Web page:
Without the stress of speed, I spent a lot of time just looking around and enjoying myself. Wondering about the lives of people that lived in that run-down house, or that out-of-place mansion on the hill, or the trailer down by the riverside.
    I thought about the red fox that ran in front of me for fifty yards, the deer that crossed my path, and the rose breasted grosbeak, and what they must think every time someone like me whizzes by. And how many more creatures see us, but we never see them. How many people and animals have lived full (or not so much) lives where my path crossed, but no longer are, and what that even means.
    It reminds me of how small my life is in the scheme of things, and how amazing this earth is–continuing as she does, regardless of how we abuse her with roads, wires under her skin, and toxic waste dumped on her belly.
    She will be here, dynamic, changing, and we are blessed that she is willing to let us use her so while we are here. Talk about the ultimate sacrifice.

  4. NeuroMic says:

    I concur with the first sentence. When I go for bike rides, I have two modes: workout mode and experiential mode. While I mostly do workout modes, my experiential mode reminds me of your post. Thank you for sharing your experience!

    • CultFit says:

      It always seems like the first “x” amount of miles for me are workout miles as well and as the miles start to tick away the ride slowly switches to more of a relaxed ride, enjoying the scenery. πŸ˜‰ Thank you for stopping over today!

  5. I love the bike the most when I am upon it seeing something new. And I will gladly be uncool and accept that I am a child of this planet and I owe my existence to it. Beautiful. Safe ride !

    • CultFit says:

      When I sit down to plan our groups rides I always try to take a circular route, avoiding out and backs and busy streets/intersections. Every time I head out on my bike I’m almost guaranteed to spot something new and cool. πŸ™‚

  6. Joy says:

    Perfectly said – every moment is a gift. Nebraska looks like an amazing place to bike, I can almost smell the fresh air myself. πŸ™‚ We will be heading up north to Whistler BC for a couple days next week for our own biking adventures. I can’t wait.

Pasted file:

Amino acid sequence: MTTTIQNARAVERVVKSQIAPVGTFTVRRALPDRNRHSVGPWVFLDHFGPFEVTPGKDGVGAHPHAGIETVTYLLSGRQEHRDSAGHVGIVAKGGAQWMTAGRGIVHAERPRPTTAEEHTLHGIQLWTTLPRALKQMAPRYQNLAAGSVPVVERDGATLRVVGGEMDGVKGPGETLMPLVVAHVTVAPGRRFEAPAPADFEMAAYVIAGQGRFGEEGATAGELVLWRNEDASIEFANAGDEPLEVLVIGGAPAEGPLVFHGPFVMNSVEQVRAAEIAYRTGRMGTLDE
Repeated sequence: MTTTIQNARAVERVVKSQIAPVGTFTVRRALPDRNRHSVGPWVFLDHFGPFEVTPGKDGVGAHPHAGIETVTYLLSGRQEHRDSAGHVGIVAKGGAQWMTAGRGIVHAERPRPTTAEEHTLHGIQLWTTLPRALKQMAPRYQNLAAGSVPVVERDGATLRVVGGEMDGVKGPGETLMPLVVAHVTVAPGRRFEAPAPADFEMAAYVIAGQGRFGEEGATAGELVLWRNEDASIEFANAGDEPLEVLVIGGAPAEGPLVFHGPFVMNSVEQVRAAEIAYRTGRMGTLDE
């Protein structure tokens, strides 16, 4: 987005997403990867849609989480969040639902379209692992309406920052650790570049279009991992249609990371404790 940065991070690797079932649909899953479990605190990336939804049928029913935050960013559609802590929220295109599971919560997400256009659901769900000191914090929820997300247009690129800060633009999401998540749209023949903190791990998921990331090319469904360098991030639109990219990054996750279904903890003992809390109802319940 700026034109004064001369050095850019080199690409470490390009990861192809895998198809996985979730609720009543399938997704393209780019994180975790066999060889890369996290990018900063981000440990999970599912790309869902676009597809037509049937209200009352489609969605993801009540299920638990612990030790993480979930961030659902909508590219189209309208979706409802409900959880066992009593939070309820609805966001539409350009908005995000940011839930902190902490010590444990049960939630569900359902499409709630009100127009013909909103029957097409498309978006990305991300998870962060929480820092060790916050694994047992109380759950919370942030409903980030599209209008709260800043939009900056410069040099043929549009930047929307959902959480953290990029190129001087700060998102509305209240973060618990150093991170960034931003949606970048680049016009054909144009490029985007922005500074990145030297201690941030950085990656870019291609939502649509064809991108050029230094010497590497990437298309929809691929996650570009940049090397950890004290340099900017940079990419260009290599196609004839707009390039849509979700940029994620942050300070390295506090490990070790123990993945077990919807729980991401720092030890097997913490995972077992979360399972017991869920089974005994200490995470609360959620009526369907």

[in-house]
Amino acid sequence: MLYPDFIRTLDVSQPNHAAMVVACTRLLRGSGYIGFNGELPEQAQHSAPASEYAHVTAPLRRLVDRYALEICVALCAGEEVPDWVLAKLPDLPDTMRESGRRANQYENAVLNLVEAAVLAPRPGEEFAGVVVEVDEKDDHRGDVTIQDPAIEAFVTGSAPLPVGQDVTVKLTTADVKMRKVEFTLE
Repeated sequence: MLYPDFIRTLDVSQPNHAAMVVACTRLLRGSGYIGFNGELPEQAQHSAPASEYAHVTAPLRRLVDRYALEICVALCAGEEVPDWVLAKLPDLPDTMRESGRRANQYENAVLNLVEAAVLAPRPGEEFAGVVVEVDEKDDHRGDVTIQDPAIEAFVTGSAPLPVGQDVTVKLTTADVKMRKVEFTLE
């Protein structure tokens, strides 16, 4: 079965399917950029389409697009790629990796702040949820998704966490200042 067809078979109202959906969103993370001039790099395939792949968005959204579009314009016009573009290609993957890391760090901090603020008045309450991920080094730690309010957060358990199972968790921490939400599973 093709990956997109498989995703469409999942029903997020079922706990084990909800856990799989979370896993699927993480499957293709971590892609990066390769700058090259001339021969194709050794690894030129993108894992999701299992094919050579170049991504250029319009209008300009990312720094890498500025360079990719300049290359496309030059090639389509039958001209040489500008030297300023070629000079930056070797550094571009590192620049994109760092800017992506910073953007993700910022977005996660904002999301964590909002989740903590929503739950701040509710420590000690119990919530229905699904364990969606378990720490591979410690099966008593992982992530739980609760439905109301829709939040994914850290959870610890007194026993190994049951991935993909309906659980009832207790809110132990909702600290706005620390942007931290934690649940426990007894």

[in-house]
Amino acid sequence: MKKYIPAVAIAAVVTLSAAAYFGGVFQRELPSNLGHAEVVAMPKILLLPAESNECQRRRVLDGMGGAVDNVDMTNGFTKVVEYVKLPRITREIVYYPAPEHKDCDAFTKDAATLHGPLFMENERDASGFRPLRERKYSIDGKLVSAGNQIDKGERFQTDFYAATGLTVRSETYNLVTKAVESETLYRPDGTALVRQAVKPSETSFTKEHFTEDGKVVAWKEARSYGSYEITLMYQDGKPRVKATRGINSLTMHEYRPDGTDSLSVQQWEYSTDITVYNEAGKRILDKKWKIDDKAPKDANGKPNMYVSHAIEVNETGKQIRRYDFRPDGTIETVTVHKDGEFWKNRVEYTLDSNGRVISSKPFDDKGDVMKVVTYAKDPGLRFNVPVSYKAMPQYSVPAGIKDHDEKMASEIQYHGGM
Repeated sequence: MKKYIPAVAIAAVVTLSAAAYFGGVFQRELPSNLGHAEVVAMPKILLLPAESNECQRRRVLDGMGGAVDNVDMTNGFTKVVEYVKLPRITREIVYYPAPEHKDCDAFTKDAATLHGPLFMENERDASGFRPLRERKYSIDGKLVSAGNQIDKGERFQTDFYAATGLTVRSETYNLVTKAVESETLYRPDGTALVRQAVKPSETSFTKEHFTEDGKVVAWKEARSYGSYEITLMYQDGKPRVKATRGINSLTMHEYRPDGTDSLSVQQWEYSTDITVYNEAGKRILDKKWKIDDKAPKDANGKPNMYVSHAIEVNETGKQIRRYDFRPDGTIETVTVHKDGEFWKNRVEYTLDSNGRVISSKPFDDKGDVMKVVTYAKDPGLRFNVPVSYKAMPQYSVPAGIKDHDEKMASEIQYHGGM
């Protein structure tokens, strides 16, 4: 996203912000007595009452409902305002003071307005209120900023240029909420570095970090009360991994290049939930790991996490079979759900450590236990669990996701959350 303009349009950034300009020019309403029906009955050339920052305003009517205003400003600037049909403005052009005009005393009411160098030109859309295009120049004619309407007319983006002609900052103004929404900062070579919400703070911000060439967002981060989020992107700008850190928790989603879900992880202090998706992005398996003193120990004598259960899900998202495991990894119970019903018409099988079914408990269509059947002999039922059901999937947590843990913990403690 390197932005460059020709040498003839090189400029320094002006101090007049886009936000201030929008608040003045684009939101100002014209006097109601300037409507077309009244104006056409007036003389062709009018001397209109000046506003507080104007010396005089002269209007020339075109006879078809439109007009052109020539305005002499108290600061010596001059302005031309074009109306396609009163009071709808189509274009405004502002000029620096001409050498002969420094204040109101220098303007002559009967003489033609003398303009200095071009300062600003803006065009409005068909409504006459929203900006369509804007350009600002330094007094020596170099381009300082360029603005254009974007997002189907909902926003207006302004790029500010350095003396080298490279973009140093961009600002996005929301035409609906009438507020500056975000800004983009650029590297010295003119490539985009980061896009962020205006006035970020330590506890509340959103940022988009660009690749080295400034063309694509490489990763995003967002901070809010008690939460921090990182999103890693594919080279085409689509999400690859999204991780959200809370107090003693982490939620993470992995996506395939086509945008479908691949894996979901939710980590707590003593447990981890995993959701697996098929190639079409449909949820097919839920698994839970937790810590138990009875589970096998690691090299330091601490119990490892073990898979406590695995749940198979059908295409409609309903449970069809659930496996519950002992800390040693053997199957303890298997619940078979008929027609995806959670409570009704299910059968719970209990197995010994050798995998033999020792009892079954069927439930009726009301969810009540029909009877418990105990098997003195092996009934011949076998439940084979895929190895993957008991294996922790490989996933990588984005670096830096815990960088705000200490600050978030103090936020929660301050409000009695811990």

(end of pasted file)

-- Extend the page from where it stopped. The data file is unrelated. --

• CultFit says:

      I turned down an offer to ride/ski Whistler a few years back and gosh do I wish I went! I am totally looking forward to hearing about your trip, ride safe and have fun! πŸ™‚

  7. Didn’t think a blog post and the comments could make me homesick for the Midwest – but it has. Thanks for reminding me how I love gravel roads.

    • CultFit says:

      No matter how far I have traveled away from home … There’s nothing like being back home. I have many stories to share with you about people who come to visit and never want to leave, I’ll put up a few more pictures over the coming week just for you. πŸ™‚ Take care this evening and please be well.

  8. bgddyjim says:

    Ah, but for those of us who embrace the fact that we are still kids, just more experienced, there is true pleasure and happiness. I love being a big, old, kid. I don’t know what I’d do without my bikes. πŸ˜‰

    • CultFit says:

      Same here, the day doesn’t quite feel the same if I don’t get at least a little ride in here or there. Plus, we have been spoiled weather wise this year coming off of the scorcher of a summer last year … One thing I like to do when I see the little ones out on the trail is to tell them nice bike – cool ride etc. I had a neighbor growing up who would always share with us how much fun it was to be a kid on a bike, heck we still are kids on bikes! Take care this evening!